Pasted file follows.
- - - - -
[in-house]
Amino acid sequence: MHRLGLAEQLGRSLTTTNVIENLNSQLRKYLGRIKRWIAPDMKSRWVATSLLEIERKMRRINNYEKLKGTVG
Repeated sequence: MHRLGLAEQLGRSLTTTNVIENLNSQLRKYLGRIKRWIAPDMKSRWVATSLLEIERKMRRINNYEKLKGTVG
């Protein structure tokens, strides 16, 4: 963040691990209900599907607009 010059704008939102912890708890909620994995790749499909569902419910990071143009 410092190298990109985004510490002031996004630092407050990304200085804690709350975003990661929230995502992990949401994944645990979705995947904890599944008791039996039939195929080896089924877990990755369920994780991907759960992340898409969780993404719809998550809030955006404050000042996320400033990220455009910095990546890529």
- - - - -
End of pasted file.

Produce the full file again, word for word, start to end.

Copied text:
[in-house]
Amino acid sequence: MHRLGLAEQLGRSLTTTNVIENLNSQLRKYLGRIKRWIAPDMKSRWVATSLLEIERKMRRINNYEKLKGTVG
Repeated sequence: MHRLGLAEQLGRSLTTTNVIENLNSQLRKYLGRIKRWIAPDMKSRWVATSLLEIERKMRRINNYEKLKGTVG
């Protein structure tokens, strides 16, 4: 963040691990209900599907607009 010059704008939102912890708890909620994995790749499909569902419910990071143009 410092190298990109985004510490002031996004630092407050990304200085804690709350975003990661929230995502992990949401994944645990979705995947904890599944008791039996039939195929080896089924877990990755369920994780991907759960992340898409969780993404719809998550809030955006404050000042996320400033990220455009910095990546890529």